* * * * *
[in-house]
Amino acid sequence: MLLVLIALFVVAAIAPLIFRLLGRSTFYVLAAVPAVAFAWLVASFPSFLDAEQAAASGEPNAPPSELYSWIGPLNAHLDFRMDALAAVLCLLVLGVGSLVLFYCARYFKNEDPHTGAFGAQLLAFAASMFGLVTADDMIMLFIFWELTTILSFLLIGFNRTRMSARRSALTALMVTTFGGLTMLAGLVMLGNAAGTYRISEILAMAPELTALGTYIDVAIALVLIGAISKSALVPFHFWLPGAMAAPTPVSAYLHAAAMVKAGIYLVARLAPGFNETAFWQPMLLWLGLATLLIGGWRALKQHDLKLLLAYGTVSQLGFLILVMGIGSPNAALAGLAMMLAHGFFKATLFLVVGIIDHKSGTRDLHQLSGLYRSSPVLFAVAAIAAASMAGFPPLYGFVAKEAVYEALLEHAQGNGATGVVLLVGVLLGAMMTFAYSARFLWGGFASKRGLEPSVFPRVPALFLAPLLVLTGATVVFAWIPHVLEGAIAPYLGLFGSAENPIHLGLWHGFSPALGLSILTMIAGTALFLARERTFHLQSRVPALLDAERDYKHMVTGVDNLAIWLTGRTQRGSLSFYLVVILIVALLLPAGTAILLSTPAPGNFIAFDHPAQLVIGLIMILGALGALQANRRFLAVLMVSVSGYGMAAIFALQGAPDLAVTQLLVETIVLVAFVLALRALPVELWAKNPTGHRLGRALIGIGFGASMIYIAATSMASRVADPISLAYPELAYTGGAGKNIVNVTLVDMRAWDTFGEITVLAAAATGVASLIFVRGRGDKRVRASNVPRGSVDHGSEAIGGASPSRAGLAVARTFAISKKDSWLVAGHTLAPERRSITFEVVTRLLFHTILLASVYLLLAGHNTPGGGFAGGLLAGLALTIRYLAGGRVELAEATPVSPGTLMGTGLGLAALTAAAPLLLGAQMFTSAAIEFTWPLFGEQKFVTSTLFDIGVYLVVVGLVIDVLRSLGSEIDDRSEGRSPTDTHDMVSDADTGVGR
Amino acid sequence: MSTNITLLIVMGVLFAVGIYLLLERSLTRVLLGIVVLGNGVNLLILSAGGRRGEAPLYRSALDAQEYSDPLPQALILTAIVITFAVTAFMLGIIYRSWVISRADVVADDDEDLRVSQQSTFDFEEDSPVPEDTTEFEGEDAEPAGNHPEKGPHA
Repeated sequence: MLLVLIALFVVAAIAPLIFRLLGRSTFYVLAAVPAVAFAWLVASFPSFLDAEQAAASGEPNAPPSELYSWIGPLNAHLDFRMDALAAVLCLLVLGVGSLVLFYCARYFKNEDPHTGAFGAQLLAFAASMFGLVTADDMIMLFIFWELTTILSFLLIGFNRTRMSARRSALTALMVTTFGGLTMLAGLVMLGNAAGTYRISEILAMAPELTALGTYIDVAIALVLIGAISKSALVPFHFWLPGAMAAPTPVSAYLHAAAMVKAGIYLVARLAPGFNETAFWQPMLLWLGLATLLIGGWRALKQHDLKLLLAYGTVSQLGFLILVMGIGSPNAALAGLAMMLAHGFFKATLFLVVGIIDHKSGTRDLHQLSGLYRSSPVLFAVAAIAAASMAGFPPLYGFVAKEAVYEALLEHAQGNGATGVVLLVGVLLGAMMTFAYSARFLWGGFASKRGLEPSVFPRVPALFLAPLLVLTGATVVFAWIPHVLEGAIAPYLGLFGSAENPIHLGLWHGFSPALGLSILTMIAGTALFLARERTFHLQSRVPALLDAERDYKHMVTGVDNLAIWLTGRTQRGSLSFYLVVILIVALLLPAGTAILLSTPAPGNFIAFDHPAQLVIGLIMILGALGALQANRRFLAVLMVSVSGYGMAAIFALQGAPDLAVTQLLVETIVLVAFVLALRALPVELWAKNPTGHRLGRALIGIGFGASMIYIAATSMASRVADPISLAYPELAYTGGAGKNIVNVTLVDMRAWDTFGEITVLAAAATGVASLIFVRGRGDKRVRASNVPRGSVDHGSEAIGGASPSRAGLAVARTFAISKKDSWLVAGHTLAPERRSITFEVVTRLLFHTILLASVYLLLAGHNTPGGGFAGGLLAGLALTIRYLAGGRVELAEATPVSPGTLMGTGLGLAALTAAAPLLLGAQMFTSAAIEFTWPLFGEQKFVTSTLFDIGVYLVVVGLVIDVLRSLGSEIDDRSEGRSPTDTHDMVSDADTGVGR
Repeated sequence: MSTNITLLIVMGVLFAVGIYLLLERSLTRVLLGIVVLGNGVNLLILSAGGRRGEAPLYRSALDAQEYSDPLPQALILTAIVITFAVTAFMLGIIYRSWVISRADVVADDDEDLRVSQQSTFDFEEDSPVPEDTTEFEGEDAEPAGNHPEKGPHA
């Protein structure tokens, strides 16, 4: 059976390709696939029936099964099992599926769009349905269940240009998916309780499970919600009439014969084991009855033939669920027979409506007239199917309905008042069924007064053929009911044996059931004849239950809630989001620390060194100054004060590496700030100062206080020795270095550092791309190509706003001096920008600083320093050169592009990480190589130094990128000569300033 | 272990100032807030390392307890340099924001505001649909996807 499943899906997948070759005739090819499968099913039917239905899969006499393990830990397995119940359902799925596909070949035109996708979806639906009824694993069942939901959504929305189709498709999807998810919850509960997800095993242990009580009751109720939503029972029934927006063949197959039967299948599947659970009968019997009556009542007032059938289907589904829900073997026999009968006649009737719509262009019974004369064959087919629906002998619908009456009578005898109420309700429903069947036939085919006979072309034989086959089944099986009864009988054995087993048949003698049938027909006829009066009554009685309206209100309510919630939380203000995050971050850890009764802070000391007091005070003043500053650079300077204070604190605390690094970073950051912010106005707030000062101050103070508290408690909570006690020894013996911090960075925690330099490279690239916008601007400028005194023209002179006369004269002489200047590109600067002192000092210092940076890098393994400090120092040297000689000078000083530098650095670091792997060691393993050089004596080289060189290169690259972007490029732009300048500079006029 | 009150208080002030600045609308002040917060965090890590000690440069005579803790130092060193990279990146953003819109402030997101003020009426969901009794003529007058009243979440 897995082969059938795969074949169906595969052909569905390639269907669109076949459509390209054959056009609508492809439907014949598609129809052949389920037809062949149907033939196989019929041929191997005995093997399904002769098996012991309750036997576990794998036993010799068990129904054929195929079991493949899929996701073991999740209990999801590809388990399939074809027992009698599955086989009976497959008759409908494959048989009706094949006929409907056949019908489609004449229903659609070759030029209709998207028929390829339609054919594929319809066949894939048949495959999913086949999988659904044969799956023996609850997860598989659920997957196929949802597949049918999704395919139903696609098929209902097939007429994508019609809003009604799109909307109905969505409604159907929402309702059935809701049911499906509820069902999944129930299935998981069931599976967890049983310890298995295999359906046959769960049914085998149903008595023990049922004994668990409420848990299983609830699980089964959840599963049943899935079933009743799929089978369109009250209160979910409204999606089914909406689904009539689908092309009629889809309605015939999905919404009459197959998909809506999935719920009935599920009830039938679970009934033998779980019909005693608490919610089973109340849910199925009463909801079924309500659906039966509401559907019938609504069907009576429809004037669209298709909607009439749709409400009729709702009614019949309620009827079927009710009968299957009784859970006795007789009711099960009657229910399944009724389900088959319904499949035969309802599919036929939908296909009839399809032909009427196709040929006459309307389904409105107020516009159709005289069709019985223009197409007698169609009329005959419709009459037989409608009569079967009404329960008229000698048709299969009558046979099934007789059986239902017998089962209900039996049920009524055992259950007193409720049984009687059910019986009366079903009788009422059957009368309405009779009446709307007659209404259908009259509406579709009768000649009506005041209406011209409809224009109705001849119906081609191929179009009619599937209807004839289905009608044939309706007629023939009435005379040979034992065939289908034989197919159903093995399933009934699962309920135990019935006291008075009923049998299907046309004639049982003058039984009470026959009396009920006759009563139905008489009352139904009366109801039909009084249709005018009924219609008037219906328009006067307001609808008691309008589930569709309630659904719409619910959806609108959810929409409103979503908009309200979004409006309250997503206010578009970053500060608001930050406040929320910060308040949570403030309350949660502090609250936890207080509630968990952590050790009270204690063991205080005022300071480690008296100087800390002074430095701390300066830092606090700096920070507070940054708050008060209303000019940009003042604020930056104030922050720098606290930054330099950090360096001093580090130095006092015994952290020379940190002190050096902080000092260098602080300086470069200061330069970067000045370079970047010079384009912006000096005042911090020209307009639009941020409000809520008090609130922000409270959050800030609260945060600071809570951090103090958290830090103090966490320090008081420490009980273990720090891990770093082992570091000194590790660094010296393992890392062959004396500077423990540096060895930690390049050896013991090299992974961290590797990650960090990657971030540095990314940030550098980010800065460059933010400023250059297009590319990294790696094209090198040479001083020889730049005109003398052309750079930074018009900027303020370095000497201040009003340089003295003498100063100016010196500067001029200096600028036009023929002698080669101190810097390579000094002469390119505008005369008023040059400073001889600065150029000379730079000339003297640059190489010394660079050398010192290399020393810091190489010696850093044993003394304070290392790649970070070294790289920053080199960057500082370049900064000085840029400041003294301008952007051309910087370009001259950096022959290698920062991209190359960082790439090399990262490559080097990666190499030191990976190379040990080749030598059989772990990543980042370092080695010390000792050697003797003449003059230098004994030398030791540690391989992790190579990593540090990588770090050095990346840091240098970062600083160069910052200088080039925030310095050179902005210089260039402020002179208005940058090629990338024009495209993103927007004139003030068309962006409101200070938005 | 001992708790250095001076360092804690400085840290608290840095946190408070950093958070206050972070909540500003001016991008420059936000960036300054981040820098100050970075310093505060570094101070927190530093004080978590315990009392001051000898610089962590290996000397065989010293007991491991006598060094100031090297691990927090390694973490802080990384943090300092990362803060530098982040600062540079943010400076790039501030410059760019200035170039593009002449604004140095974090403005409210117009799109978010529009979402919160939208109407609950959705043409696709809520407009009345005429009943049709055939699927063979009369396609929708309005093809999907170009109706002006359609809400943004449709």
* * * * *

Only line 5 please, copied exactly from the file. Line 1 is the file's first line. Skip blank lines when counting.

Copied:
Repeated sequence: MSTNITLLIVMGVLFAVGIYLLLERSLTRVLLGIVVLGNGVNLLILSAGGRRGEAPLYRSALDAQEYSDPLPQALILTAIVITFAVTAFMLGIIYRSWVISRADVVADDDEDLRVSQQSTFDFEEDSPVPEDTTEFEGEDAEPAGNHPEKGPHA